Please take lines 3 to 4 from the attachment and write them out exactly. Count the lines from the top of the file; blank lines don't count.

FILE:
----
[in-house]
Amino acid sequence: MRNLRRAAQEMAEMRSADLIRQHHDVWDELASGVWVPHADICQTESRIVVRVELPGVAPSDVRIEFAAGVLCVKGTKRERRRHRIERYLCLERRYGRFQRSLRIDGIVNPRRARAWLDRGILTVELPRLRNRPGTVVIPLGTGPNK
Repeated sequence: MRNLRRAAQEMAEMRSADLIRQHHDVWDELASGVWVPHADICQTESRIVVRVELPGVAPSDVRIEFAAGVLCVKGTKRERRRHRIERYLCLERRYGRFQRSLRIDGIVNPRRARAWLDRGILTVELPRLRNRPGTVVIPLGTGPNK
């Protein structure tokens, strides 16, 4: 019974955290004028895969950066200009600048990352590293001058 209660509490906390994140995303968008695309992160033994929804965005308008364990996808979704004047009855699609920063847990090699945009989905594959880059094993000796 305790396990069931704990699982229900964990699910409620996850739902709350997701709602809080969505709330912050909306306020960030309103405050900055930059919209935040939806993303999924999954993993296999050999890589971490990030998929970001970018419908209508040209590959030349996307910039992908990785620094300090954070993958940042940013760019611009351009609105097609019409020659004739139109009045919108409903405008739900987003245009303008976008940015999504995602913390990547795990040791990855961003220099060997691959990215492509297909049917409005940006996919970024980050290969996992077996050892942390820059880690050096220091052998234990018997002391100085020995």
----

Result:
Repeated sequence: MRNLRRAAQEMAEMRSADLIRQHHDVWDELASGVWVPHADICQTESRIVVRVELPGVAPSDVRIEFAAGVLCVKGTKRERRRHRIERYLCLERRYGRFQRSLRIDGIVNPRRARAWLDRGILTVELPRLRNRPGTVVIPLGTGPNK
């Protein structure tokens, strides 16, 4: 019974955290004028895969950066200009600048990352590293001058 209660509490906390994140995303968008695309992160033994929804965005308008364990996808979704004047009855699609920063847990090699945009989905594959880059094993000796 305790396990069931704990699982229900964990699910409620996850739902709350997701709602809080969505709330912050909306306020960030309103405050900055930059919209935040939806993303999924999954993993296999050999890589971490990030998929970001970018419908209508040209590959030349996307910039992908990785620094300090954070993958940042940013760019611009351009609105097609019409020659004739139109009045919108409903405008739900987003245009303008976008940015999504995602913390990547795990040791990855961003220099060997691959990215492509297909049917409005940006996919970024980050290969996992077996050892942390820059880690050096220091052998234990018997002391100085020995």